Definition is often a matter of perspective. Multifamily Asset Managers see the lines as clearly defined.  They increasingly demand that the property manager do more, but not within the confines of asset management. Most asset managers realize that the responsibility for the strategic management of an asset rests with them alone.

However, today’s Apartment Property Manager has a more demanding and complex role.  To meet the challenge, property managers have become more sophisticated, largely through in-house training as well as advanced educational opportunities that expose Property Managers to strategic and analytical skills.

The fact is, Apartment property management and asset management remain two distinctly different functions and areas of specialization; and in general, asset managers have much different educational backgrounds from property managers. This provides a strong argument against allowing the lines to blur.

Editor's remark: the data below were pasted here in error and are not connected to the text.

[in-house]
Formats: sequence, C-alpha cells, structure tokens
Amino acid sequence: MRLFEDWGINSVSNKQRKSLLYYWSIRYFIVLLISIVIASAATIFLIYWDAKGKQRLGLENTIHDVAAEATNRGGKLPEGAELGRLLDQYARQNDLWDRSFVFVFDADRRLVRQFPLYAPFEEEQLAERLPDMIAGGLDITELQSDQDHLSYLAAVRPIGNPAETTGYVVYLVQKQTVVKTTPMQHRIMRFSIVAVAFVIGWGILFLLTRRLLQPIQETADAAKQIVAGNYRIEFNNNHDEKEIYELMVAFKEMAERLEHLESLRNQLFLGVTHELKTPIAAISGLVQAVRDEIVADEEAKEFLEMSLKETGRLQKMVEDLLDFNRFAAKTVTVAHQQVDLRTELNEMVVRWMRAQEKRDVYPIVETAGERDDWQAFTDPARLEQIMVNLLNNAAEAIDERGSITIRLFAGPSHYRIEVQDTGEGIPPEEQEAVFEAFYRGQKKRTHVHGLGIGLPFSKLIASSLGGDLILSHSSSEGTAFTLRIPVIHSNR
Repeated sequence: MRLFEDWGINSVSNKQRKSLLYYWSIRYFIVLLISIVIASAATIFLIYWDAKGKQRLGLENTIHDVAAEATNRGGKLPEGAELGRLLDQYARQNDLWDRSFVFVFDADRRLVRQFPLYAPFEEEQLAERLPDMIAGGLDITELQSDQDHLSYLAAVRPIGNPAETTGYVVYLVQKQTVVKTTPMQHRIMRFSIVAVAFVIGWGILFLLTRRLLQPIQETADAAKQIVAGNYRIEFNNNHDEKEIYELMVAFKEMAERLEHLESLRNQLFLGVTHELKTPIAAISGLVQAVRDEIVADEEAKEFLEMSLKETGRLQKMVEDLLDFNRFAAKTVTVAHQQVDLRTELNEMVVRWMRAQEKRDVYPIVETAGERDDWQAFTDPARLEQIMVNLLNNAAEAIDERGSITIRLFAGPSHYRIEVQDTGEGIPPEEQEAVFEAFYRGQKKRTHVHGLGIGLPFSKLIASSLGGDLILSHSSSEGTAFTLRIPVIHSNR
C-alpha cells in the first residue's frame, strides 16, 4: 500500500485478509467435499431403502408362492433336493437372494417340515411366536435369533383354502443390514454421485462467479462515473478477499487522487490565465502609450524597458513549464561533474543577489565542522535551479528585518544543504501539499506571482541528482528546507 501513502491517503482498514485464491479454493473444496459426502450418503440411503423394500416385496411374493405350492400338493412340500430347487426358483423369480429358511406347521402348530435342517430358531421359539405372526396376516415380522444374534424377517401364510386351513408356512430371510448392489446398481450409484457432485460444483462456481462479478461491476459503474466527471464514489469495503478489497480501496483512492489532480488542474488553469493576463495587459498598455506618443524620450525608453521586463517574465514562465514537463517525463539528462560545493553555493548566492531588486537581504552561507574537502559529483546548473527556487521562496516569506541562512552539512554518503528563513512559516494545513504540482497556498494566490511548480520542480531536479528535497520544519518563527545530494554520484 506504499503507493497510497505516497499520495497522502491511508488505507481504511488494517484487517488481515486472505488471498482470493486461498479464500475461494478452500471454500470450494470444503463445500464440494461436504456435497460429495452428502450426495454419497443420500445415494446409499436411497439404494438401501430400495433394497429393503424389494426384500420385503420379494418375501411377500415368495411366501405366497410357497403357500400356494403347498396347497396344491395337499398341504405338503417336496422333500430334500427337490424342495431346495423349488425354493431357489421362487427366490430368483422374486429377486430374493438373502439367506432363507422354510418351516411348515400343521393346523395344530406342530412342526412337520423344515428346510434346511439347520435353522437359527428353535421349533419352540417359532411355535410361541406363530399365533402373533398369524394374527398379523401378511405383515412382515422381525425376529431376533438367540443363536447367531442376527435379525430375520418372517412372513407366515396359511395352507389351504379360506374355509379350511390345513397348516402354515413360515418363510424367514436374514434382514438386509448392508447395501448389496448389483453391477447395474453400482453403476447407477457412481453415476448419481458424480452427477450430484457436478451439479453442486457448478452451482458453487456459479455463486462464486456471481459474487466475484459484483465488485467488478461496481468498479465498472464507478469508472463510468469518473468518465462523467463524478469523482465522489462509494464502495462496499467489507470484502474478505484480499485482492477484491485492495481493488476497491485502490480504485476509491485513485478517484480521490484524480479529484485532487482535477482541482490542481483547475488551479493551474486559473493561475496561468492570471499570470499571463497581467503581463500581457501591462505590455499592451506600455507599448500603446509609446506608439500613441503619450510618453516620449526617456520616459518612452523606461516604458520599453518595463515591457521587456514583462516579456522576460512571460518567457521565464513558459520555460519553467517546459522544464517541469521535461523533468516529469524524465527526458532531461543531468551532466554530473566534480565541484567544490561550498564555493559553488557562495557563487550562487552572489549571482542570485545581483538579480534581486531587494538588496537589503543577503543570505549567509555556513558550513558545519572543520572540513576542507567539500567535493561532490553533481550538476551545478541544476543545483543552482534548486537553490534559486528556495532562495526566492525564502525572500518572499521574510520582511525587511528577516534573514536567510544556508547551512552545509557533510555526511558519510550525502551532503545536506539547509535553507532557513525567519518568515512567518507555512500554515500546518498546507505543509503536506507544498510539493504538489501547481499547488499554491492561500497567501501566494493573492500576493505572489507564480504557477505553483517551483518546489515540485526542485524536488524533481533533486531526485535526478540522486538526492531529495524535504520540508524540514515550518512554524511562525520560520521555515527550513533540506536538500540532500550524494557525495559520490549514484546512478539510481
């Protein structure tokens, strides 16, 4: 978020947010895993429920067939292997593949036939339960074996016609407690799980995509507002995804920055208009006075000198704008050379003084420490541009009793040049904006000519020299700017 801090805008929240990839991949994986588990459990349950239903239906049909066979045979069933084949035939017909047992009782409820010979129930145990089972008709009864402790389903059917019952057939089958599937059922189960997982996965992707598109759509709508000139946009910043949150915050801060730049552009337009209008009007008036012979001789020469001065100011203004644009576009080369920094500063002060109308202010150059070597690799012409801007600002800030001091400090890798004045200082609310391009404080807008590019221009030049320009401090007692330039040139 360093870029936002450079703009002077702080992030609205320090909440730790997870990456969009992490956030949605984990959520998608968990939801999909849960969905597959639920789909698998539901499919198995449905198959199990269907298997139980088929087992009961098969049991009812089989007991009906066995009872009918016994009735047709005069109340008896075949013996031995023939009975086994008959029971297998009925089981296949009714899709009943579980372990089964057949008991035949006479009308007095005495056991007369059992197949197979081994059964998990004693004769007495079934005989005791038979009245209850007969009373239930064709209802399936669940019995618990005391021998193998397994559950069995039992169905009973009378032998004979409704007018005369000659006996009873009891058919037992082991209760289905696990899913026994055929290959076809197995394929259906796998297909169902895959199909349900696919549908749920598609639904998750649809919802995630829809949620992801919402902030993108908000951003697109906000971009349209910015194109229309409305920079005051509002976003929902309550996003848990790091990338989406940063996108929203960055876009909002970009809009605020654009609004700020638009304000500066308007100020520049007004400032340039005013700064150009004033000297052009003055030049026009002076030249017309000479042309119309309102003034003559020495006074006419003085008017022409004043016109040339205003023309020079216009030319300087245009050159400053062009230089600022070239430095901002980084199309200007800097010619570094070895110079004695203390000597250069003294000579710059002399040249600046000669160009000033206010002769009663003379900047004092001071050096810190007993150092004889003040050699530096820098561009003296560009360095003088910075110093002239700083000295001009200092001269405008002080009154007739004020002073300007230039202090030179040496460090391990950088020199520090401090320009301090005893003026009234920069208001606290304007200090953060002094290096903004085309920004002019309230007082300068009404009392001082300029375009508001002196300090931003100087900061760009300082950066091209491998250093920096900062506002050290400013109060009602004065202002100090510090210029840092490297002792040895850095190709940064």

It Takes Two

It’s true, however, that While the roles are distinct, each informs the others’ success.  Asset Managers should apply downward pressure on Property Managers to do more; and today’s Property Managers can, especially given the technological advances made in analytical and data reporting tools in the past two decades.  Our industry is developing a better sense of the benefits of alignment, prompted by owners looking to find ways to increase top- and bottom- line revenue, minimize inefficient processes, and achieve a greater synergy of thinking and doing across their organizational culture and structure.